JACKSONVILLE, Fla. -- Jacksonville Jaguars general manager David Caldwell had no idea why defensive tackle Michael Bennett was still available when it was time for the Jaguars to make their sixth-round pick.
Not that it mattered. Caldwell was completely fine with taking a player that many draft analysts had pegged as high as a second-round talent.
"Every year in the draft [somebody falls]," Caldwell said. "The same reason why Allen Hurns was there after the draft last year: Guys slip through and sometimes teams draft for needs. I can’t tell you what other teams are thinking or why it wasn’t a great fit for some schemes.
"He is a scheme-fit type of player and fortunately for us he fits our scheme."
The 6-foot-2, 293-pound Bennett is a 3-technique defensive tackle, meaning he lines up on the outside shoulder of the guard. Not many teams were looking for one in the draft, but the Jaguars were and ended up with what Pro Football Focus called one of the 10 biggest draft steals.
It was a scheme fit as well as a need. The Jaguars’ top 3-technique tackle is Sen'Derrick Marks, who suffered a torn right ACL in the 2014 regular-season finale and may not be cleared in time for the 2015 season opener. Ziggy Hood is working with the first team at this point but the Jaguars need additional help at the spot and Bennett will get plenty of work throughout organized team activities (OTAs), minicamp and training camp.
"With every practice I feel it more and more," Bennett said after the Jaguars completed their fifth OTA. "I think I’m built to excel at 3-technique. I definitely think I can learn other positions and possibly do better but I haven’t been given as many reps at those positions throughout college so I don’t know how adept at them I am, but the 3-technique is what I love and that’s what they want me to play.
"The more reps you get the more opportunity you have to get better and prove yourself. I’m thankful that I’m getting a good amount of reps and when the season starts I’m going to try to prove to them that I deserve to be on the field. Ziggy’s going to need people to rotate in and out. This is the NFL. You don’t play entire games by yourself. So I hope to be that guy."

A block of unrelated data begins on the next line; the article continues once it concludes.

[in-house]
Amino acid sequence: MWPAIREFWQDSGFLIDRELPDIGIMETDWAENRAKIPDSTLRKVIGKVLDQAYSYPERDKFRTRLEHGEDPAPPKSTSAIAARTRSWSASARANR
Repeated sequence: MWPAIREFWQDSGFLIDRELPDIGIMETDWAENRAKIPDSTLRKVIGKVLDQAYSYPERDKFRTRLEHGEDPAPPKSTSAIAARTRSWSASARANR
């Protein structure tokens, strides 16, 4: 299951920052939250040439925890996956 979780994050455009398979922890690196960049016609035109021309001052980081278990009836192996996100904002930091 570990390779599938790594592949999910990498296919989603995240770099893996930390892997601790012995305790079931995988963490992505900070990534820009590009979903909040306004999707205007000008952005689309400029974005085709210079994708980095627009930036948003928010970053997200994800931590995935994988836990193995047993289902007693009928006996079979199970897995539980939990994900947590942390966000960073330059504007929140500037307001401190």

Bennett excelled at the role at Ohio State, where he finished his four-year career with 18 sacks. That’s a high number for a defensive tackle and more than A.J. Hawk, Andy Katzenmoyer and Cameron Heyward compiled in their collegiate careers.
He played the run well, too, ranking in the top 10 among interior defenders in Pro Football Focus’ run defense and pass-rush metrics, but the Jaguars drafted him because of his effectiveness at rushing the passer from the interior.
The Jaguars can certainly use some pass-rush help, especially after first-round pick Dante Fowler Jr. was lost for the season with a torn left ACL less than an hour into his first rookie minicamp practice.
Marks was the team’s best rusher in 2014 (team-high 8.5 sacks) but he’s coming off the knee injury. Chris Clemons (8.0 sacks in 2014), the projected starter at the leo (pass-rushing defensive end) turns 34 this season. Andre Branch, Clemons’ top backup, has just 10.0 sacks in 38 career games.
Ryan Davis had 6.5 sacks as a third-down interior rusher last season, but he’s undersized (6-foot-2, 260) for a leo and the Jaguars don’t want to play him much more than 18-20 snaps per game.
"You’ve got to find your niche and interior pass-rusher is my thing," Bennett said. "I can stop the run. I can be a three-down player, but I think I’m making my living at my ability to rush the passer so I take a lot of pride in it."